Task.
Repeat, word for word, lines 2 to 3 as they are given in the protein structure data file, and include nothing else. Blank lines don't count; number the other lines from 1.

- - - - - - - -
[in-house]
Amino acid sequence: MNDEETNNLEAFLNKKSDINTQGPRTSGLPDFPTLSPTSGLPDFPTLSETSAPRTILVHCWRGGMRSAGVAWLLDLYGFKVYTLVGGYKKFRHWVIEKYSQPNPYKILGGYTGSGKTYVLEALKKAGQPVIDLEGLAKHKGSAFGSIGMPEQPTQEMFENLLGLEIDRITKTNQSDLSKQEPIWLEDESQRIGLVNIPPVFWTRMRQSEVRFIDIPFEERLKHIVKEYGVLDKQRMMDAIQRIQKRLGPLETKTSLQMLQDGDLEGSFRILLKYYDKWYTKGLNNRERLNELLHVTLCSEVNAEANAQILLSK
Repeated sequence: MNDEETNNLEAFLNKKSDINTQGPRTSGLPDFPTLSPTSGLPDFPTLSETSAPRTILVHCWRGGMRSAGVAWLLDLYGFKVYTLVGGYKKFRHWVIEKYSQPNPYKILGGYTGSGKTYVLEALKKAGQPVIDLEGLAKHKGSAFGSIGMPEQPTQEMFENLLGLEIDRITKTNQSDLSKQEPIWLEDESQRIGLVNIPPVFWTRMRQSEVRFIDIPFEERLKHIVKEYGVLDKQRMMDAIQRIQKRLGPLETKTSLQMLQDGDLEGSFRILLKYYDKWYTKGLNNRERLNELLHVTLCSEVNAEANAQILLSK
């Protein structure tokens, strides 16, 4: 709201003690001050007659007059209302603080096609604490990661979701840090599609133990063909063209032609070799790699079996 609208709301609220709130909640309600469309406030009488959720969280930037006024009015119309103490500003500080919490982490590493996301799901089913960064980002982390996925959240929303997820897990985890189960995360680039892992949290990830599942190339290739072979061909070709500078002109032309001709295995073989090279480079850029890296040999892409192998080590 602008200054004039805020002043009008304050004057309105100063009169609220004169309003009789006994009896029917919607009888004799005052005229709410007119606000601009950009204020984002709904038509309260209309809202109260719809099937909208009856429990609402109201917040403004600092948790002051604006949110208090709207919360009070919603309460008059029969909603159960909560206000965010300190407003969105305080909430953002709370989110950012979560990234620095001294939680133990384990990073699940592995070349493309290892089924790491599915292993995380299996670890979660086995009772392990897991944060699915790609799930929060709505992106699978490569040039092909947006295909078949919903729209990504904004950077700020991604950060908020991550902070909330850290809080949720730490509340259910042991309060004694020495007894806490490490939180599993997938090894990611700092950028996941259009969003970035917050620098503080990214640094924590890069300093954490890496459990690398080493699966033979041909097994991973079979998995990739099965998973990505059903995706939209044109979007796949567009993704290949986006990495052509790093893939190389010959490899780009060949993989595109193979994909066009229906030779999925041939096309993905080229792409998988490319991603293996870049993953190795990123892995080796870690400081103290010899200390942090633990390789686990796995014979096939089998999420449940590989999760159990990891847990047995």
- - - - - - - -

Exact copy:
Amino acid sequence: MNDEETNNLEAFLNKKSDINTQGPRTSGLPDFPTLSPTSGLPDFPTLSETSAPRTILVHCWRGGMRSAGVAWLLDLYGFKVYTLVGGYKKFRHWVIEKYSQPNPYKILGGYTGSGKTYVLEALKKAGQPVIDLEGLAKHKGSAFGSIGMPEQPTQEMFENLLGLEIDRITKTNQSDLSKQEPIWLEDESQRIGLVNIPPVFWTRMRQSEVRFIDIPFEERLKHIVKEYGVLDKQRMMDAIQRIQKRLGPLETKTSLQMLQDGDLEGSFRILLKYYDKWYTKGLNNRERLNELLHVTLCSEVNAEANAQILLSK
Repeated sequence: MNDEETNNLEAFLNKKSDINTQGPRTSGLPDFPTLSPTSGLPDFPTLSETSAPRTILVHCWRGGMRSAGVAWLLDLYGFKVYTLVGGYKKFRHWVIEKYSQPNPYKILGGYTGSGKTYVLEALKKAGQPVIDLEGLAKHKGSAFGSIGMPEQPTQEMFENLLGLEIDRITKTNQSDLSKQEPIWLEDESQRIGLVNIPPVFWTRMRQSEVRFIDIPFEERLKHIVKEYGVLDKQRMMDAIQRIQKRLGPLETKTSLQMLQDGDLEGSFRILLKYYDKWYTKGLNNRERLNELLHVTLCSEVNAEANAQILLSK